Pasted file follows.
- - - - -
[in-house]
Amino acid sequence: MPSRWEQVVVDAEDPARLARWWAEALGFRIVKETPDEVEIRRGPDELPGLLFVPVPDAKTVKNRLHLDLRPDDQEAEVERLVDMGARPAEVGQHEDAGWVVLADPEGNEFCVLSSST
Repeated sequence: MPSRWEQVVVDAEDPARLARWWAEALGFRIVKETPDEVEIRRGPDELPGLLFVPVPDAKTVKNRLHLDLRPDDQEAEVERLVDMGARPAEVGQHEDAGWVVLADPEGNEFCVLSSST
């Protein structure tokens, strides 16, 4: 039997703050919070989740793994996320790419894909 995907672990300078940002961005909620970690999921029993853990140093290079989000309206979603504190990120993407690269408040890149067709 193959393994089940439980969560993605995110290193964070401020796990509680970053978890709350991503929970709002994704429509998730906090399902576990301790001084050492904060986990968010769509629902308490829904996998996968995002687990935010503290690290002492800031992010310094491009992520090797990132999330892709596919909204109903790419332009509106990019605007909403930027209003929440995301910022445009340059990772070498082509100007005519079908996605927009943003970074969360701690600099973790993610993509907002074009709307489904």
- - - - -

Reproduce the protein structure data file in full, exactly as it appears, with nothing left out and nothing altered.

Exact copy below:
[in-house]
Amino acid sequence: MPSRWEQVVVDAEDPARLARWWAEALGFRIVKETPDEVEIRRGPDELPGLLFVPVPDAKTVKNRLHLDLRPDDQEAEVERLVDMGARPAEVGQHEDAGWVVLADPEGNEFCVLSSST
Repeated sequence: MPSRWEQVVVDAEDPARLARWWAEALGFRIVKETPDEVEIRRGPDELPGLLFVPVPDAKTVKNRLHLDLRPDDQEAEVERLVDMGARPAEVGQHEDAGWVVLADPEGNEFCVLSSST
């Protein structure tokens, strides 16, 4: 039997703050919070989740793994996320790419894909 995907672990300078940002961005909620970690999921029993853990140093290079989000309206979603504190990120993407690269408040890149067709 193959393994089940439980969560993605995110290193964070401020796990509680970053978890709350991503929970709002994704429509998730906090399902576990301790001084050492904060986990968010769509629902308490829904996998996968995002687990935010503290690290002492800031992010310094491009992520090797990132999330892709596919909204109903790419332009509106990019605007909403930027209003929440995301910022445009340059990772070498082509100007005519079908996605927009943003970074969360701690600099973790993610993509907002074009709307489904």